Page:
Brind’Amour has been afforded the luxury of splitting up his two main weapons (Aho and Teuvo Teravainen), thus manufacturing a more sustained threat that opponents must respect. They can no longer just key on the two Finns and ignore everyone else. By partnering Teravainen (61 points in 66 games) with Jordan Staal (17 points in 34 games) and Micheal Ferland (35 points in 57 games), Carolina boasts a legitimate top six.

Since returning from a concussion in late February, Staal has posted six points in five games as he gets up to speed. Even if his production wanes a bit, his three-zone reliability makes him a valuable piece nonetheless. Meanwhile, Ferland is a prototypical power forward with a nose for the net. Unsurprisingly, 58% of his bids come from the slot or closer. He can also change the tenor of a game with a single hit. He certainly delivered the goods on Tuesday night, as the intensity ramped up in a major way following his devastating check on Marcus Johansson.

Unfortunately, he was then hurt in a fight with David Backes. Assuming it’s not too serious — he’s dealt with nagging injuries all year — Carolina has found much more balance up front. Aho has a new running mate and Teravainen is standing on his own. This forward corps isn’t as star-studded as others around the league, but you’ll be hard-pressed to find a harder-working group.

Coupling that hustle with more potency changes the opposition’s approach too. The Hurricanes can make you pay now. Furthermore, it makes life considerably easier for the defensemen…and this was already quite a solid blue line.

Jaccob Slavin (28 points in 66 games) and Brett Pesce (20 points in 57 games) are two of the more underrated rearguards in the game. Slavin uses his smarts and mobility to neutralize opponents, whereas Pesce deploys his size (6’3”, 206 lbs) and active stick to that end. Calvin de Haan (13 points in 64 games) was a terrific signing in free agency, as the 27-year-old veteran can steady the troops with his poise and sound decision-making.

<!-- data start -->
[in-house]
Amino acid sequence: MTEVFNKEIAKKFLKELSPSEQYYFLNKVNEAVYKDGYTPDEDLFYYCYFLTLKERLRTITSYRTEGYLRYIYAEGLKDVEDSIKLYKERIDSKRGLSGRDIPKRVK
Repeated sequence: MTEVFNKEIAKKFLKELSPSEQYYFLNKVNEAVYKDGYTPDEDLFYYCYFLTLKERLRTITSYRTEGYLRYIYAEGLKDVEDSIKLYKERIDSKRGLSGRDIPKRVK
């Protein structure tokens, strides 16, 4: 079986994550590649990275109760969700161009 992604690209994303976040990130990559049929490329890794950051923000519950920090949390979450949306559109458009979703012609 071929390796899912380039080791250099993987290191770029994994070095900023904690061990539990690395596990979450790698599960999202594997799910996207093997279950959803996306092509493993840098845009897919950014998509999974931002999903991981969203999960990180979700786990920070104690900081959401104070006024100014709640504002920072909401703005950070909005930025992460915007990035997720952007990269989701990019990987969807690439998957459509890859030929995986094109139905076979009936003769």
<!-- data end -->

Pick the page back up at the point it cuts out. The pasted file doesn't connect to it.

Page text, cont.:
Granted, Dougie Hamilton (28 points in 66 games) and Justin Faulk (26 points in 66 games) can occasionally be an adventure defensively, but they’re well insulated. They’re also adept at pressing the issue and attacking from the back end.

This improved all-around support has helped the goaltenders as well. Curtis McElhinney (2.31 GAA, 92.1 SV%) and Petr Mrazek (2.60, 90.4 SV%) have put up remarkable numbers since the start of February: 1.87 GAA, 93.8 SV% for the former and 2.00 GAA, 92.9 SV% for the latter. Though neither would constitute a top-flight starter, they don’t have to be with the way the team is playing in front of them.

That may hurt the Hurricanes later down the road as the level of competition rises, but as it stands, they’re running like a well-oiled machine. From the leaders down to the blue-collar grinders, this team is giving opponents fits. While they may not be the most naturally gifted or physically imposing group, they’re right there in your face for a full 60 minutes. They seem to relish 50/50 battles. They force you to earn every inch of ice, and after a few lean months, their relentlessness is finally translating to the win column.

This is why you trust the process.